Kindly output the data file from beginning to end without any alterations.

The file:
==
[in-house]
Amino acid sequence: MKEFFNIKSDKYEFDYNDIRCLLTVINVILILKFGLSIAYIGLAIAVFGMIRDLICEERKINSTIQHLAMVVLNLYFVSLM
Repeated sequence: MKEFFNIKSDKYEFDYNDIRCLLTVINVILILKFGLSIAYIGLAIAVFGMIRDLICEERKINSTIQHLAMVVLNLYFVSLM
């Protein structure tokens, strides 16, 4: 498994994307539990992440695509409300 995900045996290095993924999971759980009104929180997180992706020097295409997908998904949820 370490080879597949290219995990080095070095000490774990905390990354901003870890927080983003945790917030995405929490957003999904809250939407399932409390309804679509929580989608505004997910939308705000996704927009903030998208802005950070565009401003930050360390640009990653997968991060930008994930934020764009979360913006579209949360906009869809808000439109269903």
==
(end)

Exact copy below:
[in-house]
Amino acid sequence: MKEFFNIKSDKYEFDYNDIRCLLTVINVILILKFGLSIAYIGLAIAVFGMIRDLICEERKINSTIQHLAMVVLNLYFVSLM
Repeated sequence: MKEFFNIKSDKYEFDYNDIRCLLTVINVILILKFGLSIAYIGLAIAVFGMIRDLICEERKINSTIQHLAMVVLNLYFVSLM
């Protein structure tokens, strides 16, 4: 498994994307539990992440695509409300 995900045996290095993924999971759980009104929180997180992706020097295409997908998904949820 370490080879597949290219995990080095070095000490774990905390990354901003870890927080983003945790917030995405929490957003999904809250939407399932409390309804679509929580989608505004997910939308705000996704927009903030998208802005950070565009401003930050360390640009990653997968991060930008994930934020764009979360913006579209949360906009869809808000439109269903």